Gensler faces a tense meeting with the Scottish Royal Fine Art Commission next week over its competition-winning design for a £75 million office, housing, retail and arts centre complex just off the Royal Mile in Edinburgh.
Its scheme, in conjunction with property developer Sofam and the Cuckfield Group, is the second attempt to build on the 1ha disused bus depot site but the architect says it has already encountered some objections from the Scottish Civic Trust, and conservation group the Cockburn Association. Complaints have particularly focused on the scheme's effect on the topology of the Waverley Valley.
'I think the buildings start too high because this development will set a benchmark for the redevelopment of the entire valley from the station to the new parliament, ' said Cockburn director Martin Hulse.
Gensler vice president David Bartlett said that the layout of the buildings attempts to echo the World Heritage city's fish skeleton street plan. The office and housing blocks are planned in a series of slender buildings running perpendicular to the valley spine. The areas between these buildings will be pedestrianised. 'The scheme maintains the herring-bone pattern of the city and is very much part of the Waverley Valley strategy, ' said Bartlett.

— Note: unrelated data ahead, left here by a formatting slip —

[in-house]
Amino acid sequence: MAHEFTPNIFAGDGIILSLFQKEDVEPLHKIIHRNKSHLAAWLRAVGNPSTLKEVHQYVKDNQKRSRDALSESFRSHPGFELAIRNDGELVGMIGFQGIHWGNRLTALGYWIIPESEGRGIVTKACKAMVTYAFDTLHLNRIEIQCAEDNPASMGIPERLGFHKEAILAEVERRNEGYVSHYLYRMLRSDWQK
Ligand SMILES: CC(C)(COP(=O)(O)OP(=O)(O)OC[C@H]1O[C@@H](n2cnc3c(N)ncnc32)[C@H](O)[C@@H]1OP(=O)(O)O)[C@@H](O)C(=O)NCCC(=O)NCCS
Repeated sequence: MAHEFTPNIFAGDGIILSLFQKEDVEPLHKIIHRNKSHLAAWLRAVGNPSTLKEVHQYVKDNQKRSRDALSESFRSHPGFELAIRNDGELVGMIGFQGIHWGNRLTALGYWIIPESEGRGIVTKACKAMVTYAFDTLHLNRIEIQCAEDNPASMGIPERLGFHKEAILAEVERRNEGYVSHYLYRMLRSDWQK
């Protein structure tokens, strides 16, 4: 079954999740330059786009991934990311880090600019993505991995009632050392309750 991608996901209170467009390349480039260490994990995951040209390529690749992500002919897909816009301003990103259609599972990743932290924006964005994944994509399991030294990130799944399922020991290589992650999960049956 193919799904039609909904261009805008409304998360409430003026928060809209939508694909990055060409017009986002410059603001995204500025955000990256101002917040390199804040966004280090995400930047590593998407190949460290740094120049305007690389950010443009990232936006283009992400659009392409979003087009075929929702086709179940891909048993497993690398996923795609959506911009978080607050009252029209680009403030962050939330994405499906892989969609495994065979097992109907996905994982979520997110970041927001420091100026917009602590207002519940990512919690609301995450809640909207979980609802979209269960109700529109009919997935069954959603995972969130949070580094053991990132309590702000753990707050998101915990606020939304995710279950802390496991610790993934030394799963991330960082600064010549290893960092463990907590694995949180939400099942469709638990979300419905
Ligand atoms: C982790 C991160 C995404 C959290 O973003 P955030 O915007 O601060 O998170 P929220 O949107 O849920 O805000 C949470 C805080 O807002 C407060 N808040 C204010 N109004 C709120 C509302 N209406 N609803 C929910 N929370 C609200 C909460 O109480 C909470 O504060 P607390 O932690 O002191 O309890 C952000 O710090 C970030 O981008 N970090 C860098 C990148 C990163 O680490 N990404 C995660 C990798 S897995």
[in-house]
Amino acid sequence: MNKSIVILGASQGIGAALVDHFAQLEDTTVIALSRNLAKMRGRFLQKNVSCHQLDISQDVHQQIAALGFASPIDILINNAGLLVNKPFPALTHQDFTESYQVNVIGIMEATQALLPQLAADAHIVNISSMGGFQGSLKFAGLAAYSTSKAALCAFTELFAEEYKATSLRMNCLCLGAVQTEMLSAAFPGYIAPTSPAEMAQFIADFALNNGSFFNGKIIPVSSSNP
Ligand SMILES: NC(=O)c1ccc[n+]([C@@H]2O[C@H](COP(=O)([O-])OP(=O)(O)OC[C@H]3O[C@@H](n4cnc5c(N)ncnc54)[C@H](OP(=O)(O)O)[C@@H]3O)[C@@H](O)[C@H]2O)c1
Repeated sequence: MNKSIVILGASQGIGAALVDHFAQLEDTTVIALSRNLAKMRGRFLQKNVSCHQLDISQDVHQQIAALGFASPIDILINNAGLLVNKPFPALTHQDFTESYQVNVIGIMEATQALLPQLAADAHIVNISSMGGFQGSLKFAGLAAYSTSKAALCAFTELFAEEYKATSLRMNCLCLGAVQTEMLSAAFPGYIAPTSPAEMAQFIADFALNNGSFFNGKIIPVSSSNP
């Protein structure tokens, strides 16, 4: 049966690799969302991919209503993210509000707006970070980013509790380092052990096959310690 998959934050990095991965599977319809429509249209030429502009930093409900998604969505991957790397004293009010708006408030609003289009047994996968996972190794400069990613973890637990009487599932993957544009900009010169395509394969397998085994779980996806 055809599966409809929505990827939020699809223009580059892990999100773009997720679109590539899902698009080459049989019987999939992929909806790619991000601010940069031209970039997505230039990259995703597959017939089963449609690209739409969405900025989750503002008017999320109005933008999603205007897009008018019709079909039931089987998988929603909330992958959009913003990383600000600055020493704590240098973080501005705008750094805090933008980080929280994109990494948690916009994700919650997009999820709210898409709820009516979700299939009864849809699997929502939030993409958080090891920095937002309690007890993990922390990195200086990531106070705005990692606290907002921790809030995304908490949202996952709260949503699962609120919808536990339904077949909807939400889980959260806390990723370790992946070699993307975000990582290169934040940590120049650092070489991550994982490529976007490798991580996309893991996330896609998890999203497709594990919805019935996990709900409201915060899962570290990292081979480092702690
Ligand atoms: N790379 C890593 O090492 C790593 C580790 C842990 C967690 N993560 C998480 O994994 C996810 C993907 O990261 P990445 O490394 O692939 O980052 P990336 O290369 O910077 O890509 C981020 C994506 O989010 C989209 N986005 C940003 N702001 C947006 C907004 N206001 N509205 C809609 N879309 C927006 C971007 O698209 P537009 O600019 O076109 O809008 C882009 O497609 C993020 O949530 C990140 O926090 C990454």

The roofs of the buildings are designed to undulate and mirror the city's surrounding hills and will be landscaped with gorse and heather, perhaps in a tartan pattern, by Californian landscape architect Peter Walker & Partners.
The scheme, superimposed on the aerial photograph below, will consist of 20,000m 2of new office space, a 250-bedroom four-star hotel, 30 housing units and a new arts cinema.
Edinburgh-based Hackland + Dore Architects has been picked as the local consulting architect, while Gensler will manage the job from its London office. But Gensler will not build one of the most radical elements to the scheme. It wants to win outline planning consent for a new footbridge across the valley which will connect the Scottish Executive building to the new Enric Miralles/RMJM-designed Scottish parliament at Holyrood, allowing pedestrians to pass through the new development. Bartlett said he envisages an international architectural competition for what will be the fourth crossing across the valley.
Consultees have so far welcomed this proposal as increasing the permeability of the city. The scheme will be submitted for detailed planning permission in October.